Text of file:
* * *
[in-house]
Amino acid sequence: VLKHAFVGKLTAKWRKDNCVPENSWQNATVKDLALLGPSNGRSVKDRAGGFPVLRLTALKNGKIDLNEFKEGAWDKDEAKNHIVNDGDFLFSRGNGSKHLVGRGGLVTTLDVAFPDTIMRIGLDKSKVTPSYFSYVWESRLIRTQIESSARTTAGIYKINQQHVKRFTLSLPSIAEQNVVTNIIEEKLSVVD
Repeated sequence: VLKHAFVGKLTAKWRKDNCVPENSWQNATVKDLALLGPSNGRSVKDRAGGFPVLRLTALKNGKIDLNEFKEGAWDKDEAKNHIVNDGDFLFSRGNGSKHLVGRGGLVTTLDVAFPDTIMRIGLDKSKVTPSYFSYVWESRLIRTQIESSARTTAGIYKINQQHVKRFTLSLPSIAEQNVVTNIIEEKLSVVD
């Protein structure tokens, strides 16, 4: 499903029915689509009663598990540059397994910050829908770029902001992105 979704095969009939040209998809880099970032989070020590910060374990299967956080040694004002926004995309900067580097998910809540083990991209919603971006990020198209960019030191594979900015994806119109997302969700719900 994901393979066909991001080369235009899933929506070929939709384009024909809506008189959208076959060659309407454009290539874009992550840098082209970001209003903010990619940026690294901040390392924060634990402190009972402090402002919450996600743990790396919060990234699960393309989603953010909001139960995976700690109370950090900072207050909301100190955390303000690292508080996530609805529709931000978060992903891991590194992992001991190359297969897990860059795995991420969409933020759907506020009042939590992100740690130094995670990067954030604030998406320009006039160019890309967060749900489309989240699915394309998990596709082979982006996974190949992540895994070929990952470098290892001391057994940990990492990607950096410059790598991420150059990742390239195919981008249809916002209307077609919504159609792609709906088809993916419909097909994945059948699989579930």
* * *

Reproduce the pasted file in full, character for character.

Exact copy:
[in-house]
Amino acid sequence: VLKHAFVGKLTAKWRKDNCVPENSWQNATVKDLALLGPSNGRSVKDRAGGFPVLRLTALKNGKIDLNEFKEGAWDKDEAKNHIVNDGDFLFSRGNGSKHLVGRGGLVTTLDVAFPDTIMRIGLDKSKVTPSYFSYVWESRLIRTQIESSARTTAGIYKINQQHVKRFTLSLPSIAEQNVVTNIIEEKLSVVD
Repeated sequence: VLKHAFVGKLTAKWRKDNCVPENSWQNATVKDLALLGPSNGRSVKDRAGGFPVLRLTALKNGKIDLNEFKEGAWDKDEAKNHIVNDGDFLFSRGNGSKHLVGRGGLVTTLDVAFPDTIMRIGLDKSKVTPSYFSYVWESRLIRTQIESSARTTAGIYKINQQHVKRFTLSLPSIAEQNVVTNIIEEKLSVVD
């Protein structure tokens, strides 16, 4: 499903029915689509009663598990540059397994910050829908770029902001992105 979704095969009939040209998809880099970032989070020590910060374990299967956080040694004002926004995309900067580097998910809540083990991209919603971006990020198209960019030191594979900015994806119109997302969700719900 994901393979066909991001080369235009899933929506070929939709384009024909809506008189959208076959060659309407454009290539874009992550840098082209970001209003903010990619940026690294901040390392924060634990402190009972402090402002919450996600743990790396919060990234699960393309989603953010909001139960995976700690109370950090900072207050909301100190955390303000690292508080996530609805529709931000978060992903891991590194992992001991190359297969897990860059795995991420969409933020759907506020009042939590992100740690130094995670990067954030604030998406320009006039160019890309967060749900489309989240699915394309998990596709082979982006996974190949992540895994070929990952470098290892001391057994940990990492990607950096410059790598991420150059990742390239195919981008249809916002209307077609919504159609792609709906088809993916419909097909994945059948699989579930």